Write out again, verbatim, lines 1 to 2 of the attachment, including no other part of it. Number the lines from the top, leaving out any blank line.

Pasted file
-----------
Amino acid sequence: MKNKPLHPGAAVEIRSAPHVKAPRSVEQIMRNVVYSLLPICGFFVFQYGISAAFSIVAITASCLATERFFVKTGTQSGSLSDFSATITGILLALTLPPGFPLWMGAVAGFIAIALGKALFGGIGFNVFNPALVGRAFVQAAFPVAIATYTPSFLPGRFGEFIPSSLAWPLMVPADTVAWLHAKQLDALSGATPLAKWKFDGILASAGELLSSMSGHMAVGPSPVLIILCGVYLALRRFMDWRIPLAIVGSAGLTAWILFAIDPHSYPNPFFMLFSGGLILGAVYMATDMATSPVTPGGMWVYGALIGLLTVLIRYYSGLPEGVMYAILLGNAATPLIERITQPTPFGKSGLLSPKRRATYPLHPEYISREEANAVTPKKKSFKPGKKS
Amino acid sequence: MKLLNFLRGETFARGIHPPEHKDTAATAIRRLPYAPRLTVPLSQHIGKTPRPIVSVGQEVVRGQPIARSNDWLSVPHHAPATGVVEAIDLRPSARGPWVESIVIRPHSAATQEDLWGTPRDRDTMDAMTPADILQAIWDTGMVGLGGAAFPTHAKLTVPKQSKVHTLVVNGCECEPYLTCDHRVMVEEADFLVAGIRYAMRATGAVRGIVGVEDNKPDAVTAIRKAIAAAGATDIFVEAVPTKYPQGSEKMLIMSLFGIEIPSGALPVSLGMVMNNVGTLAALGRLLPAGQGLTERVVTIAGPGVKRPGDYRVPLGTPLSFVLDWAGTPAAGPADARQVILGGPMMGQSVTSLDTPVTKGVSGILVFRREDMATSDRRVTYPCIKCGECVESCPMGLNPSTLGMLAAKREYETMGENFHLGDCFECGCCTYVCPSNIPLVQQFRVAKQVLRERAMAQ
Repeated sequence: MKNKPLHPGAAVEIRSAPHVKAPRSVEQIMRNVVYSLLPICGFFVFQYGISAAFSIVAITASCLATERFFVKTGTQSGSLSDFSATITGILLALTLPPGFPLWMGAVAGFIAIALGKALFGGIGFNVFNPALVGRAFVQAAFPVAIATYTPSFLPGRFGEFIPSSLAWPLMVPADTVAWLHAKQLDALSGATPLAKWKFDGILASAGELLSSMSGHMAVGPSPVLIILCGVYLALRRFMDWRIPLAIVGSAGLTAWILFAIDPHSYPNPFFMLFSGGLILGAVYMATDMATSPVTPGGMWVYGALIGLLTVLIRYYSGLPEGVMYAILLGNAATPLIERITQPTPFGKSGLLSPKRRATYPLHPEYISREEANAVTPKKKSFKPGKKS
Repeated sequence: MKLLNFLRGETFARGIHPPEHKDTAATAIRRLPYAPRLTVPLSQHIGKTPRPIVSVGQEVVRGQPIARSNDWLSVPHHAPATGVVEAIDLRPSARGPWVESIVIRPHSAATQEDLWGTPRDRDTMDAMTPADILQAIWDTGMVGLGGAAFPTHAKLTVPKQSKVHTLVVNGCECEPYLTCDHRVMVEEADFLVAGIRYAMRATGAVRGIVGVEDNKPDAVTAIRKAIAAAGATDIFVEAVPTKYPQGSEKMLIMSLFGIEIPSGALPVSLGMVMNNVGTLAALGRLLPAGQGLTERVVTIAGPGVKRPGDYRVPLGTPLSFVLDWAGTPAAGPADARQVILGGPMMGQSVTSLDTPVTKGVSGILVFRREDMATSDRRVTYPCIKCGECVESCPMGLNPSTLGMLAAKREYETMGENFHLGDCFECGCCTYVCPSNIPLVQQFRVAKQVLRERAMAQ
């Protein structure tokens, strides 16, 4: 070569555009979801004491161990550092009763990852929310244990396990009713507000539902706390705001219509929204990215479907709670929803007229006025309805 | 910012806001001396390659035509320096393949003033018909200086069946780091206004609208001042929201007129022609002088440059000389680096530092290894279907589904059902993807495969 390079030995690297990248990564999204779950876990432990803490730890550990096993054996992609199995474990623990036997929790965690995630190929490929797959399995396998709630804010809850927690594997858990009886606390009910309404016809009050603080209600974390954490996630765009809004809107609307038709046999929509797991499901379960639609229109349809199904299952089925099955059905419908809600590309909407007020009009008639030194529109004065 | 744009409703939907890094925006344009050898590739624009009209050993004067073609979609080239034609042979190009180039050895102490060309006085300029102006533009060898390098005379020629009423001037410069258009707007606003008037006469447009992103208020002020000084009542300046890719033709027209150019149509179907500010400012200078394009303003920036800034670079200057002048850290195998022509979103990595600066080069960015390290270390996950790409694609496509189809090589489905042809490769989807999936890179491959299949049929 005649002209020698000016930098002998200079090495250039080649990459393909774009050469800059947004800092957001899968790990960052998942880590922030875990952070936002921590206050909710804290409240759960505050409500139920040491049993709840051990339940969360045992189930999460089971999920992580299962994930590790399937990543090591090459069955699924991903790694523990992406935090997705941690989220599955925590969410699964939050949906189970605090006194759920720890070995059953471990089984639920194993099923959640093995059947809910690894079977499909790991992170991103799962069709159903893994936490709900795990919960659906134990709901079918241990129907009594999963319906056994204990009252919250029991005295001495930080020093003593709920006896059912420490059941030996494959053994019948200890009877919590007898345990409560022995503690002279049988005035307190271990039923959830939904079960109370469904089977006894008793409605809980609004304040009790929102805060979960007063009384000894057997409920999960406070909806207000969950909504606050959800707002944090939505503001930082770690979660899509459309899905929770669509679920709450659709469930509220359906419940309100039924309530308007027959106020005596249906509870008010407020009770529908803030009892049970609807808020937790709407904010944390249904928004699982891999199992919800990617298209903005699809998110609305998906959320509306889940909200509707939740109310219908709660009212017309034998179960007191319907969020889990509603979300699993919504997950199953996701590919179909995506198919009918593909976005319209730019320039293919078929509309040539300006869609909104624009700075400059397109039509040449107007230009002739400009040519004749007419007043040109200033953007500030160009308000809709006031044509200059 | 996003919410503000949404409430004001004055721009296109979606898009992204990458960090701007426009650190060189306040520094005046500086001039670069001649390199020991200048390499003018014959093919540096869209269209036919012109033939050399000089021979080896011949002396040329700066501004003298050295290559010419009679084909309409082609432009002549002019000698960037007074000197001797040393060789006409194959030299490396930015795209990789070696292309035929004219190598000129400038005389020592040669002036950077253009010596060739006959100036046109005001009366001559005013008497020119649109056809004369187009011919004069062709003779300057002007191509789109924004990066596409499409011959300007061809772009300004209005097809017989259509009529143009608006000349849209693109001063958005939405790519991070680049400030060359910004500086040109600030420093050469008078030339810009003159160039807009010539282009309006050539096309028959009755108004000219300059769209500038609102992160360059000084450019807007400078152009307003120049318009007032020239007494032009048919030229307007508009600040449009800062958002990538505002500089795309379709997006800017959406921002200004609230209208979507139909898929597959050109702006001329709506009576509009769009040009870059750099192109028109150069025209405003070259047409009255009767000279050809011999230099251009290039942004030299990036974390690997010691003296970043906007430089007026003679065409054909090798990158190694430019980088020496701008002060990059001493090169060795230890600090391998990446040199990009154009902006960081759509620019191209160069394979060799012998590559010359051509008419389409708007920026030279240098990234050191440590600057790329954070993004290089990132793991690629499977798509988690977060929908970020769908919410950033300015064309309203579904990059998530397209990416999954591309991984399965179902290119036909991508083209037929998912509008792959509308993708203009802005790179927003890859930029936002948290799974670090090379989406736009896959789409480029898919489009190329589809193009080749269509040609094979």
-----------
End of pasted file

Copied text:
Amino acid sequence: MKNKPLHPGAAVEIRSAPHVKAPRSVEQIMRNVVYSLLPICGFFVFQYGISAAFSIVAITASCLATERFFVKTGTQSGSLSDFSATITGILLALTLPPGFPLWMGAVAGFIAIALGKALFGGIGFNVFNPALVGRAFVQAAFPVAIATYTPSFLPGRFGEFIPSSLAWPLMVPADTVAWLHAKQLDALSGATPLAKWKFDGILASAGELLSSMSGHMAVGPSPVLIILCGVYLALRRFMDWRIPLAIVGSAGLTAWILFAIDPHSYPNPFFMLFSGGLILGAVYMATDMATSPVTPGGMWVYGALIGLLTVLIRYYSGLPEGVMYAILLGNAATPLIERITQPTPFGKSGLLSPKRRATYPLHPEYISREEANAVTPKKKSFKPGKKS
Amino acid sequence: MKLLNFLRGETFARGIHPPEHKDTAATAIRRLPYAPRLTVPLSQHIGKTPRPIVSVGQEVVRGQPIARSNDWLSVPHHAPATGVVEAIDLRPSARGPWVESIVIRPHSAATQEDLWGTPRDRDTMDAMTPADILQAIWDTGMVGLGGAAFPTHAKLTVPKQSKVHTLVVNGCECEPYLTCDHRVMVEEADFLVAGIRYAMRATGAVRGIVGVEDNKPDAVTAIRKAIAAAGATDIFVEAVPTKYPQGSEKMLIMSLFGIEIPSGALPVSLGMVMNNVGTLAALGRLLPAGQGLTERVVTIAGPGVKRPGDYRVPLGTPLSFVLDWAGTPAAGPADARQVILGGPMMGQSVTSLDTPVTKGVSGILVFRREDMATSDRRVTYPCIKCGECVESCPMGLNPSTLGMLAAKREYETMGENFHLGDCFECGCCTYVCPSNIPLVQQFRVAKQVLRERAMAQ